Putin on Friday met his counterparts from France, Germany and Ukraine in Paris to discuss implementation of the peace accord that’s quelled fighting in Russia’s western neighbor. The airstrikes this week forced Syria onto the agenda in those discussions as well.

German Chancellor Angela Merkel and French President Francois Hollande said after the talks that political progress won’t be possible in Syria with Assad and that there was no link between the Ukrainian and Syrian conflicts.

German Vice Chancellor Sigmar Gabriel said Sept 25. Europe can’t keep up sanctions on Russia forever and at the same time ask Russia for help on Syria. “We will have to change our relationship with Russia,” he said. The 28-member EU must agree unanimously to extend economic sanctions that expire at the end of January.

Russia started to consider the use of force in Syria in August when it became clear that Assad was on the edge of collapse, the senior Russian diplomat said.

Damascus Danger

“There was a real threat of Damascus falling,” said Igor Korotchenko, a member of the Russian Defense Ministry’s advisory board. “The capture of Damascus would be a huge symbol that would provoke a new burst of extremist activity across the world.”

Initially, Russia stepped up its diplomacy, meeting with Saudi Arabia and the U.S. in Doha, Qatar, in early August and inviting Arab leaders to Moscow the same month to discuss a potential transition away from Assad -- a possibility they say they are still committed to. U.S. officials stuck to their position that Assad was part of the problem in Syria.

The military plan was pushed by the head of the presidential administration, Sergei Ivanov, a former KGB colleague of Putin’s, as well as Defense Minister Sergei Shoigu and Nikolai Patrushev, the head of the Security Council, according to two officials. Taking on the Islamic State in Syria would show Russia could succeed where the U.S. and its allies had failed.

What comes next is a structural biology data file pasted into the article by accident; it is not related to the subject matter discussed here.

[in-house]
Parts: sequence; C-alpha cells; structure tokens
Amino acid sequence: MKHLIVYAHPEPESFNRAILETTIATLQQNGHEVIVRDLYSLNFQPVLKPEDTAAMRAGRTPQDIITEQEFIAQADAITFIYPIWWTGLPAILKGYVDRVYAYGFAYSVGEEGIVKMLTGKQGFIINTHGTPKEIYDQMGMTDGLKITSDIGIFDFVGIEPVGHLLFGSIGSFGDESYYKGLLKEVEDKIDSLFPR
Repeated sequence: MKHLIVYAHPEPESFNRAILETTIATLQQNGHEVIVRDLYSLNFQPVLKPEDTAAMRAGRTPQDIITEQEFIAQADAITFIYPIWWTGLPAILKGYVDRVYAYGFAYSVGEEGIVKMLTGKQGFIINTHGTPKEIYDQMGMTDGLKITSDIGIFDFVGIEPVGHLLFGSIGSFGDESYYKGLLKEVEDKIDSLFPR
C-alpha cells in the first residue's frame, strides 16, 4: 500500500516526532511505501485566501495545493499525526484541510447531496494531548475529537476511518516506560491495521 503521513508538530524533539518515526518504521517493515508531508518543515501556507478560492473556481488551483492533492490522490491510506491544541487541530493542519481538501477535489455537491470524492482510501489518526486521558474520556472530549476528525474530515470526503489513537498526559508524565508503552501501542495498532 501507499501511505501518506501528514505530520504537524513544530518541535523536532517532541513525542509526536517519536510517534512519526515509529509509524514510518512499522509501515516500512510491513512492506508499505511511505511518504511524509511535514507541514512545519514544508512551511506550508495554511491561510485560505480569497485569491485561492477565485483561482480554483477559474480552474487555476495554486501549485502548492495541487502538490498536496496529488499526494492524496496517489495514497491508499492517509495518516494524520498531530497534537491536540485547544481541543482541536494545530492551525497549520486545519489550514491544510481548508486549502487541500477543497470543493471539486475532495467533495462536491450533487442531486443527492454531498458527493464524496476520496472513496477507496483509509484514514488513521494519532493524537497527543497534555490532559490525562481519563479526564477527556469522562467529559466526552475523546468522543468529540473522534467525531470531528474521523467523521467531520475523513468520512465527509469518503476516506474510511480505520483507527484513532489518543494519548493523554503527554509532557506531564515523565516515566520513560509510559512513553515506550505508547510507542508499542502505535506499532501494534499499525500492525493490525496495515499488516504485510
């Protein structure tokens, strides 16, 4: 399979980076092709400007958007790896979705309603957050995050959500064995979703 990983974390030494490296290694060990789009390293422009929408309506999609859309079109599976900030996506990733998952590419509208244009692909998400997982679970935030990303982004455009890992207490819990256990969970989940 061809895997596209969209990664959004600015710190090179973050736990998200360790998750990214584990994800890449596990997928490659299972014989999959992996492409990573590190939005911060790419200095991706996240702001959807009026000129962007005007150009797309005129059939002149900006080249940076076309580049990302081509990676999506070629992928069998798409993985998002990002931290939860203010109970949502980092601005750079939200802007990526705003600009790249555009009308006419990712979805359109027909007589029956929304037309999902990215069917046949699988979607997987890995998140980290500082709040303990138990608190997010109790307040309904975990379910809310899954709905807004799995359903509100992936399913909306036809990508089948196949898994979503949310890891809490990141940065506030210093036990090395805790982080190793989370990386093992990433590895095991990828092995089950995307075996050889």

The Kremlin made no public comments on its military plans, but the steadily growing deployment of troops, fighter jets and anti-missile systems to an air base near Latakia last month, got U.S. attention. Initially, the U.S. sought to block Russian arms shipments, but the Kremlin routed them via Iranian and Iraqi airspace. 

Later, U.S. Defense Secretary Ashton Carter discussed the buildup with his Russian counterpart on Sept. 18, the first such direct military contact between the countries since the Ukraine crisis began.

‘Completely Understand’

Ten days later, President Barack Obama met Putin on the sidelines of the United Nations General Assembly, just weeks after U.S. officials had said there was nothing for the two to discuss. Wednesday, Russian aircraft began bombing targets in Syria, with a one-hour warning for the U.S.

Russian Foreign Minister Sergei Lavrov on Thursday in New York dismissed accusations the warplanes were hitting targets other than Islamic State and other terrorist groups. Presidents Putin and Obama "completely understand each other," he said. "But for some reason, this complete understanding cannot be translated into complete joint action, complete cooperation."

Later Thursday, Secretary of State John Kerry met to discuss the situation in New York with members of the U.S.-led coalition that opposes Islamic State. A European official, speaking on condition of anonymity to discuss private deliberations, said the sentiment in the room was that Russia is making the Mideast -- and probably the related refugee problem in Europe -- much worse and much more dangerous for everyone, and that perhaps Putin’s government hasn’t fully thought through the longer-term implications.